What's New
Rice Heritage
Science Connection
Learn about Rice
Let's Eat
Asia Rice Needs You
Comments
Site Map
Links
Photo Gallery
Home Page
What's New

Rice Article: Philippines  

Kalinga tries growth using hybrid rice
By Roderick T. dela Cruz
Manila Times, March 17, 2004

TABUK, Kalinga—Laya Valley, a fertile land overlooking the Cordillera mountain ranges, is fast becoming the hybrid rice seed capital of the Philippines, as farmers in this area embraced new rice varieties more enthusiastically than farmers elsewhere in the country.

Located more than 500 kilometers north of Manila, Laya Valley, which is fed with waters from Chico River, has over 800 hectares allocated for hybrid rice seed (F1) production, rivaled only by Roxas City in Isabela province. It also cultivates 5,700 hectares for the actual planting of hybrid rice (F2).

“We used to be the rice granary of Luzon in the 1960s. We want to bring back the glory days of Kalinga,” said Vice Governor Joseph T. Delson in an interview with visiting agriculture journalists on Monday.

Kalinga, one of the six provinces in the Cordillera Administrative Region (CAR) with eight municipalities including the capital town of Tabuk, began planting hybrid rice varieties with only a few hectares in 2001. Two years later, the province saw its total area planted to hybrid rice expand to 5,700 hectares.

The province, which became infamous for tales of headhunting in the past, was separated from Apayao in 1992 by virtue of Republic Act 7878. Producing more rice than it could consume, the province exports the commodity to other CAR provinces such as Abra, Apayao, Benguet, Ifugao and Mountain province.

Beyond producing hybrid rice for the market, the province seeks to become the leading supplier of hybrid rice seeds (F1), which command a hefty price of P2,400 for every 20-kilo bag. Rice farmers would later plant a bag of F1 seeds per hectare to produce commercial rice (F2) for consumption.

“We are increasing hybrid rice harvests everyday,” said Cipriano G. Santiago, Department of Agriculture’s (DA) rice program coordinator in the CAR. “We hope to plant 90 to 95 percent of the province’s total rice farm area of 16,000 hectares with hybrid rice seeds over the next five years.”

This early, Santiago noted that around 97 percent of the rice hectarage in sitios Madupdop and San Pablo in Barangay Lacnog in Tabuk are already cultivated for hybrid rice seed production. Barangay Lacnog is otherwise known as Barangay Hybrid.

Santiago said the province seeks to expand its hybrid rice area to 7,600 hectares in the wet cropping season (June to November) and to 13,000 hectares in the next dry cropping season (December to May).

Provincial agriculturist Felix G. Dalacan said that this early, hybrid rice seeds produced in Kalinga reach as far as Mindanao and Visayas.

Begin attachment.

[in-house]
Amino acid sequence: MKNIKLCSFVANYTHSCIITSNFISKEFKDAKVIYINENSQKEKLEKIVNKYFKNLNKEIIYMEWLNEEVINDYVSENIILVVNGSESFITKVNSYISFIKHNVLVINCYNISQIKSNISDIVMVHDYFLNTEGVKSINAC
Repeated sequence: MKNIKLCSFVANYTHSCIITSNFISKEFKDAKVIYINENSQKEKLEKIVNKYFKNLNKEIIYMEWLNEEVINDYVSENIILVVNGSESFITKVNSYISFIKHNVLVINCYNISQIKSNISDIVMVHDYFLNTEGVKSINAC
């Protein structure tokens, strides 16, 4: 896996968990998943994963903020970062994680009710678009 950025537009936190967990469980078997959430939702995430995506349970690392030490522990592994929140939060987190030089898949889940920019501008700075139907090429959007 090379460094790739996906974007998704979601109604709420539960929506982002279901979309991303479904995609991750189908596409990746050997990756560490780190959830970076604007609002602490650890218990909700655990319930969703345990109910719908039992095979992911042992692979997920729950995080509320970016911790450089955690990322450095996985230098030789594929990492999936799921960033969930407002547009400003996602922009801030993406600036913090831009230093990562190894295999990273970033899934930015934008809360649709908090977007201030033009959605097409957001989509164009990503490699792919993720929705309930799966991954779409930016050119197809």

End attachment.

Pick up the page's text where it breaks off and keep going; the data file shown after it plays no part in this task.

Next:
Dacalan said this would further increase with the expected completion of a P5-million cold storage for hybrid rice seeds this year. “Hopefully, this can be completed after the election,” he said.

According to Jose R. Casibang, the provincial rice program coordinator, the hybrid rice seed production in the province significantly improved farmers’ income from only P20,000 a hectare for every cropping season to more than P100,000 a hectare.

Casibang estimated that the 282 hybrid rice seed growers in sitio Madupdop alone would be harvesting around 45,000, 50-kilo cavans of hybrid seeds worth around P108 million from a total area of 900 hectares this dry cropping season.

The hybrid rice seed (F1) is the product of two genetically different lines and obtains the positive qualities of its parents through a process called heterosis.

The Kalinga Hybrid Rice Seed Growers Multi-purpose Cooperative is composed of trained seed growers who plant the A line (“Mrs.” or the female plant) alternately with the R Line (“Mr.” or the male parent). These parent lines are sourced from the Philippine Rice Research Institute (Philrice).

The seed growers plant the two parent lines by rows, normally at a ratio of 2:10, the female lines getting the bigger number. The A Lines are usually taller than the R Lines, because they are planted weeks earlier. The timing of the planting must be precise to produce perfect seeds.

The A plant bears the hybrid seed (F1) when crossed with the R Line, through artificial pollination. The Philrice buys back these F1 seeds and distributes them to rice farmers all over the country under the government’s hybrid rice program. When planted and harvested, the products of the F1 seeds are called F2 grains or the commercial rice that are sold at the market.

Kalinga seed growers produce two hybrid rice seeds, namely: PSB Rc72H (Mestizo 1) and NSIC Rc116H (Mestizo 3).

Aside from the Mestizo lines, other hybrid varieties being endorsed by the government are SL-8H or Doña Maria of SL Agritech Corp., Bigante of Bayer Crop Science, Magilas 500 of Monsanto Philippines and Rizalina 28 of HyRice.

[Back to Rice Articles]